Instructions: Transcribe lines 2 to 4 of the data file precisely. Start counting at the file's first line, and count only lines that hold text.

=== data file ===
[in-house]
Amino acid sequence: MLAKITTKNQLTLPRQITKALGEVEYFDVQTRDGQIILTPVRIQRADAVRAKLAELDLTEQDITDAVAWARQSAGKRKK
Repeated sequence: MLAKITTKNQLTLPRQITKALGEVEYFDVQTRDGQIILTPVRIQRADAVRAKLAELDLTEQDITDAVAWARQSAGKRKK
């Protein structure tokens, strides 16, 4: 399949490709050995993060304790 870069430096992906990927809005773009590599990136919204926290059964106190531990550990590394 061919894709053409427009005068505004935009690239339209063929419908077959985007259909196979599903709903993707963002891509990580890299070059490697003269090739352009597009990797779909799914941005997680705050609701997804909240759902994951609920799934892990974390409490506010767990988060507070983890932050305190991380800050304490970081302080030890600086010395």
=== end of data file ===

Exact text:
Amino acid sequence: MLAKITTKNQLTLPRQITKALGEVEYFDVQTRDGQIILTPVRIQRADAVRAKLAELDLTEQDITDAVAWARQSAGKRKK
Repeated sequence: MLAKITTKNQLTLPRQITKALGEVEYFDVQTRDGQIILTPVRIQRADAVRAKLAELDLTEQDITDAVAWARQSAGKRKK
């Protein structure tokens, strides 16, 4: 399949490709050995993060304790 870069430096992906990927809005773009590599990136919204926290059964106190531990550990590394 061919894709053409427009005068505004935009690239339209063929419908077959985007259909196979599903709903993707963002891509990580890299070059490697003269090739352009597009990797779909799914941005997680705050609701997804909240759902994951609920799934892990974390409490506010767990988060507070983890932050305190991380800050304490970081302080030890600086010395």